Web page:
4. Still another unifying theme in biblical narratives----an integrating ethnical principle---is “the imitation of God.” Discussing again the virtues communicated implicitly in the stories of the biblical people, Wenham notes, “[t]hese virtues...cannot be defined by law: rather the stories offer paradigms of behaviour that apply in various situations. They certainly imply that usually the patriarchs acted much better than merely abiding by the letter of the law” (p. 104).

What are divine qualities which we should imitate? Wenham quotes several writers to show that God’s actions and God’s very life are models for human conduct, in creation, in justice, and mercy. Citing passages like Deut. 10:17-19, 14:28-29, Job 29:12-17 and Ps. 72 that call upon monarchs and common people alike to care and seek justice for the poor, Wenham writes, “Fidelity, love, generosity, and forgiveness and displayed in God’s dealings with mankind, and men should treat their fellow human beings in similar fashion” (p. 105).

Of course, the law Leviticus 19:18 stipulates love of neighbor and forgiveness of others, which is reflected in God’s own actions toward human beings. A narrative that illustrates this virtue is Gen. 32, where Esau displays God-like forgiveness and generosity in forgiving Jacob. Another example is Joseph's forgiveness of his brothers (p. 106).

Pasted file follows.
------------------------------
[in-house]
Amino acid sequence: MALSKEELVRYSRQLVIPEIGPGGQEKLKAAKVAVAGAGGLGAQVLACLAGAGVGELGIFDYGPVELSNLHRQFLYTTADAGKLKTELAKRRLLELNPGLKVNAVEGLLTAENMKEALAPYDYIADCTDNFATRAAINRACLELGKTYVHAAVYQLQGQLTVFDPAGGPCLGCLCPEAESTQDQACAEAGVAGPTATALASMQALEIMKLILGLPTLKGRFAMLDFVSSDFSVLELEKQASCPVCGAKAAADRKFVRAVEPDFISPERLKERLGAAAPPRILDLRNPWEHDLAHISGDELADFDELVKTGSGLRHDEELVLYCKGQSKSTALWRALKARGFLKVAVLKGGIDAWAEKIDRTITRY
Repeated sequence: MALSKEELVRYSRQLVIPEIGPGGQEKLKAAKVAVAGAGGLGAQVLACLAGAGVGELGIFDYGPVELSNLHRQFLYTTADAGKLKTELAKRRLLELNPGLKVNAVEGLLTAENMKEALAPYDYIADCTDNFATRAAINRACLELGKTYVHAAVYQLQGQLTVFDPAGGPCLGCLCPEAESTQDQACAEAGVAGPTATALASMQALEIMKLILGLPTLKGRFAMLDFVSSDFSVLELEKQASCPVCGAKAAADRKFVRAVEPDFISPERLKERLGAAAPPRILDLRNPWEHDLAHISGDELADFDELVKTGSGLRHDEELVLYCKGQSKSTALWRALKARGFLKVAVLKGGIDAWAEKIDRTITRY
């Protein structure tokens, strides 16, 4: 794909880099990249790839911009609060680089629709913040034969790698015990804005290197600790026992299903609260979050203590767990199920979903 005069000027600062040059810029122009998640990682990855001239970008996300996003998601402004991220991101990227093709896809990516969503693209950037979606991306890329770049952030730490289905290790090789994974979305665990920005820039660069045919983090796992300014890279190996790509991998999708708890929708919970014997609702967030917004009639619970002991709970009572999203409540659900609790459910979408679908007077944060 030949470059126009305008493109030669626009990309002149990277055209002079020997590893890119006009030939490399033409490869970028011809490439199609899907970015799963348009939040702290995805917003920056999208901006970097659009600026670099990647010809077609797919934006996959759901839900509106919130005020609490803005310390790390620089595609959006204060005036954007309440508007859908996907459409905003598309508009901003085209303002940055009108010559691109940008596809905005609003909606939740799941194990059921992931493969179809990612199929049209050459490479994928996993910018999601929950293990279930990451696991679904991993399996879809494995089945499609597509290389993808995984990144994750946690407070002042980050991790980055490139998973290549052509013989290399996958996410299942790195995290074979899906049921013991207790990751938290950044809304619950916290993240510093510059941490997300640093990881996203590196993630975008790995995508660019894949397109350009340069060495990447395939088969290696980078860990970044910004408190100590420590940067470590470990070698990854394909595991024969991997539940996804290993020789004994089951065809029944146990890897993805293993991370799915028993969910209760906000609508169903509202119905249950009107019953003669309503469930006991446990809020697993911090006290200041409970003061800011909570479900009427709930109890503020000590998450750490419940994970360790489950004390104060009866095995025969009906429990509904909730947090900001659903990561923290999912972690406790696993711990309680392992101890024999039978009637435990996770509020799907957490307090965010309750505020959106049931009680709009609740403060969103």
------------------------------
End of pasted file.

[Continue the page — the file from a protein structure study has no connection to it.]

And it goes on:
5. If written during the years of the Israelite kingdom, Genesis provides a model of Israel’s life in Canaan. “Genesis is not simply a justification for Israel’s occupation of Canaan, it embodies a practical appeal as well. It urges brothers to make peace with each other and to forgive past wrongs. It insists that Israelites should live peaceably with their relatives, with fellow countrymen of different ethnic origins, and implies that as a nation it should not be afraid to make agreements with surrounding nations when they seek peace.” (p. 39) Thus Wenham finds evidence of the origin of the Genesis account during the united monarchy (p. 42).

7. In some of my earlier posts when I thought about the books of my professor, Brevard Childs, and I found interesting the speculation that passages in 1 and 2 Samuel showed evident of “pro-monarchical” and “anti-monarchical” sources. Wenham sees evidence of “anti-Saul” and “pro-David” writings.  For instance, chapters 19-21 are sharply critical of the Benjaminites, in particular the towns of Gibeah and Jabesh-Gilead.  But according to 1 Sam. 11:4, 31:11-13, these are Saul’s hometown and burial place, respectively. He notes that other places in Judges could be “anti-Saul polemic,” and the more praising depiction of the tribe of Judah as well as the story of Othniel seem more pro-David (p. 70).  And the horrifying brutality and with which Judges ends can be read as an illustration of why Israel needs a new kind of leadership and a new way of life in Canaan (p. 69).